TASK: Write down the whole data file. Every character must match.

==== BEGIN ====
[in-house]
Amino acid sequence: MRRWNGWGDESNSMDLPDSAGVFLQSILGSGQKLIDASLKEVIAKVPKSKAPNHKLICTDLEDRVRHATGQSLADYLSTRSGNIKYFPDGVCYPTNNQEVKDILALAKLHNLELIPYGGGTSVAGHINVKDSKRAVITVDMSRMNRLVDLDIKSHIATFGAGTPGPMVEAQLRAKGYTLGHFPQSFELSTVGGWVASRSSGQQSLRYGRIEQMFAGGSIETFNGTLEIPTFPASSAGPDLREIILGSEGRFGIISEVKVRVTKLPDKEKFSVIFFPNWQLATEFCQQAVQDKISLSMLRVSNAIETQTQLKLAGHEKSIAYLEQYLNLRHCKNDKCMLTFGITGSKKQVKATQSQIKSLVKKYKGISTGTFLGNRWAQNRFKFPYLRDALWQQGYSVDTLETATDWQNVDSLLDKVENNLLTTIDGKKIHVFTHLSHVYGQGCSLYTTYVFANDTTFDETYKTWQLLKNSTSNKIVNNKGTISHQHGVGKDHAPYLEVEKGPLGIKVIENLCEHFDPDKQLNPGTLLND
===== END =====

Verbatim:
[in-house]
Amino acid sequence: MRRWNGWGDESNSMDLPDSAGVFLQSILGSGQKLIDASLKEVIAKVPKSKAPNHKLICTDLEDRVRHATGQSLADYLSTRSGNIKYFPDGVCYPTNNQEVKDILALAKLHNLELIPYGGGTSVAGHINVKDSKRAVITVDMSRMNRLVDLDIKSHIATFGAGTPGPMVEAQLRAKGYTLGHFPQSFELSTVGGWVASRSSGQQSLRYGRIEQMFAGGSIETFNGTLEIPTFPASSAGPDLREIILGSEGRFGIISEVKVRVTKLPDKEKFSVIFFPNWQLATEFCQQAVQDKISLSMLRVSNAIETQTQLKLAGHEKSIAYLEQYLNLRHCKNDKCMLTFGITGSKKQVKATQSQIKSLVKKYKGISTGTFLGNRWAQNRFKFPYLRDALWQQGYSVDTLETATDWQNVDSLLDKVENNLLTTIDGKKIHVFTHLSHVYGQGCSLYTTYVFANDTTFDETYKTWQLLKNSTSNKIVNNKGTISHQHGVGKDHAPYLEVEKGPLGIKVIENLCEHFDPDKQLNPGTLLND